Update: I have posted an alternative way to do the same thing this post describes, the alternative way should be more reliable. See it here http://www.c3b.co.uk/2008/12/16/alternative-method-for-opening-smarty-templates-with-html-syntax-highlighting-in-gedit/
I’ve started using gedit as my code editor after a couple of niggles with bluefish and wanted my smarty templates (*.tpl) to use the same syntax highlighting as HTML. Not wanting to have to manually select the language each time I open a .tpl file I went searching for a way to add them to the definition of what an html file is. I was getting frustrated with all the references to a syntax highlighting tab in the preferences dialog that just didn’t exist! Even the help file in gedit 2.22.1 still mentions the syntax highlighting tab but I can assure you it’s not there.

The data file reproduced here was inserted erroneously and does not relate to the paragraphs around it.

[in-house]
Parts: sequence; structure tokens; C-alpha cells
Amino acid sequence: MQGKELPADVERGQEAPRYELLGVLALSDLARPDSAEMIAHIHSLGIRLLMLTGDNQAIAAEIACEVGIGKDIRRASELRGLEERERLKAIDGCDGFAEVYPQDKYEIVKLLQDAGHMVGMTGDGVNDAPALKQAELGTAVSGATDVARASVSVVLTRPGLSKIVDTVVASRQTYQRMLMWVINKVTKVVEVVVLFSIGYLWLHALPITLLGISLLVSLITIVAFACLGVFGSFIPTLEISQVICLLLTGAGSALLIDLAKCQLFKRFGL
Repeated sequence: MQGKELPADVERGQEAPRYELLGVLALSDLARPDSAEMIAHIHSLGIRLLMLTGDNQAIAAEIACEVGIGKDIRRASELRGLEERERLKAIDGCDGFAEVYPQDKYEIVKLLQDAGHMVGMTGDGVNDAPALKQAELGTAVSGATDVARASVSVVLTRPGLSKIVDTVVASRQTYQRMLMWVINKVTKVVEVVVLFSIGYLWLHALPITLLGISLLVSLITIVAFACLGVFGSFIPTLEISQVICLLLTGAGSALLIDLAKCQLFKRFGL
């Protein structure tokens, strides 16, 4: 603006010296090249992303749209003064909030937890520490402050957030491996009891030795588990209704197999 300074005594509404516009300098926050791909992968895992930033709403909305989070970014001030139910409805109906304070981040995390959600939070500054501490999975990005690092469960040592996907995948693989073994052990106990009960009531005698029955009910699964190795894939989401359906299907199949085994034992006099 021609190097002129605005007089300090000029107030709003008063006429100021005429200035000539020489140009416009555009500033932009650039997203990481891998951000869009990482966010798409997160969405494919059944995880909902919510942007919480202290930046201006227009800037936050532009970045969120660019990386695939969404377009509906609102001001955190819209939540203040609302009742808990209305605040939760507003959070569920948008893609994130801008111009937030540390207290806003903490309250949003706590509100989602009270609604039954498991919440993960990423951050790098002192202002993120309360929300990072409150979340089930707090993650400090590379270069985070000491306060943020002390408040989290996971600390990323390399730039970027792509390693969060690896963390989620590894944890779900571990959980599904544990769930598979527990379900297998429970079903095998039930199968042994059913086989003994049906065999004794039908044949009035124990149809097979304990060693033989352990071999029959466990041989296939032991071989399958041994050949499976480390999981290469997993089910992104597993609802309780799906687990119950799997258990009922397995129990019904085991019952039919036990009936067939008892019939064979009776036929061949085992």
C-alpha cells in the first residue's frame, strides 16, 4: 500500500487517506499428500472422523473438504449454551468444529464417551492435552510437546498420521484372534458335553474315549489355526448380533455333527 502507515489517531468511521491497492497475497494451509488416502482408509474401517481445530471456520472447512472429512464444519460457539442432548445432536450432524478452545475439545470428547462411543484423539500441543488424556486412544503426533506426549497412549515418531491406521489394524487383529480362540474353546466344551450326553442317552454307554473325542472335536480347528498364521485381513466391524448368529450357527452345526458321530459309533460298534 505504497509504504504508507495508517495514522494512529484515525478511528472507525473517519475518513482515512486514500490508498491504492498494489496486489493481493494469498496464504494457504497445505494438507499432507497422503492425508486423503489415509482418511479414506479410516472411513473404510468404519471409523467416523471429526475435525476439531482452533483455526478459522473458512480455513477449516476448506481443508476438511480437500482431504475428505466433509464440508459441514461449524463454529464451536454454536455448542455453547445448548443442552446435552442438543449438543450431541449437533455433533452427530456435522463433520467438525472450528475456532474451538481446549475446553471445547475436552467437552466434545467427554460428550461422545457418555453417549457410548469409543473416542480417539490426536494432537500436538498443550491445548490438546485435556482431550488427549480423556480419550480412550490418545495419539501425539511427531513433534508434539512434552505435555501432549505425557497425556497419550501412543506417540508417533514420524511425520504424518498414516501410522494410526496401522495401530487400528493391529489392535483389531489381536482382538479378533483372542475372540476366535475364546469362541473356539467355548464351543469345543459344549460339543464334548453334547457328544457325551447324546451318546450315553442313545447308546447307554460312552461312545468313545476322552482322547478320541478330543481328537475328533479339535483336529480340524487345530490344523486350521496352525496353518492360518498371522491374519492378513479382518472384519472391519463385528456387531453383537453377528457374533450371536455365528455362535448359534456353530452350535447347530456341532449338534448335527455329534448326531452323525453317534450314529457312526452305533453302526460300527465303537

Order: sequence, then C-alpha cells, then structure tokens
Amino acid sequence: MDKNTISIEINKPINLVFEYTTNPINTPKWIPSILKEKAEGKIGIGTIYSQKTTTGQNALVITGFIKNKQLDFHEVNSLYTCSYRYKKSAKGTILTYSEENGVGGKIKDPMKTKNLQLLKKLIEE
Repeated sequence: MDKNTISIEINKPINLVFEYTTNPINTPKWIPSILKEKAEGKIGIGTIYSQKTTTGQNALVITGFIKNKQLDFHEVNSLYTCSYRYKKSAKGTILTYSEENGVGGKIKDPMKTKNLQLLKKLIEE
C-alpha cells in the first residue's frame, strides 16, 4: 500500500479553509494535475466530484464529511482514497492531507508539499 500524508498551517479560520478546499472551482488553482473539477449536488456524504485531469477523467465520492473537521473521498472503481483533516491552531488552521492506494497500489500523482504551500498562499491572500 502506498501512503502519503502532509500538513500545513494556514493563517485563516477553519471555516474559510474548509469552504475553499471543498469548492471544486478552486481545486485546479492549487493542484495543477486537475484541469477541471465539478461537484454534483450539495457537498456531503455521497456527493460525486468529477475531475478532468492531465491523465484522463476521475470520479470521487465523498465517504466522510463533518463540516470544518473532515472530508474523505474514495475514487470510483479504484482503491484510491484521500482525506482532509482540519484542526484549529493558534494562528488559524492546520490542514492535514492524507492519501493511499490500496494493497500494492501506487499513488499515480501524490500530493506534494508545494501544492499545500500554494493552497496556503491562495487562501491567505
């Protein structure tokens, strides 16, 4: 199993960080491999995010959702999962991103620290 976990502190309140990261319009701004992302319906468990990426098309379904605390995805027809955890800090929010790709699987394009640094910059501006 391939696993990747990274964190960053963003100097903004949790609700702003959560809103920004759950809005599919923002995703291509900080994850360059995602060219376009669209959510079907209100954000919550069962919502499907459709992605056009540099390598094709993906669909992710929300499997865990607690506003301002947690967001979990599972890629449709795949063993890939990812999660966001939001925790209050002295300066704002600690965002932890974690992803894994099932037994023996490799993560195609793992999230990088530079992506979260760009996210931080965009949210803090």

The solution I came up with was to manually edit the HTML language definition file for gtksourceview which is what gedit uses to define the syntax highlighting. To achieve this you must change the following line in the /usr/share/gtksourceview-2.0/language-specs/html.lang file:
Or download my version here (html.lang) of the file and run the following command:
Backup existing file
cd /usr/share/gtksourceview-2.0/language-specs sudo cp html.lang html.lang_bkup
Then move the downloaded version of the file into place (this assumes you download the file and extracted it to your home directory)
sudo mv ~/html.lang /usr/share/gtksourceview-2.0/language-specs/html.lang
Restart gedit and when you next open a .tpl file it will be highlighted in the same way as an HTML file.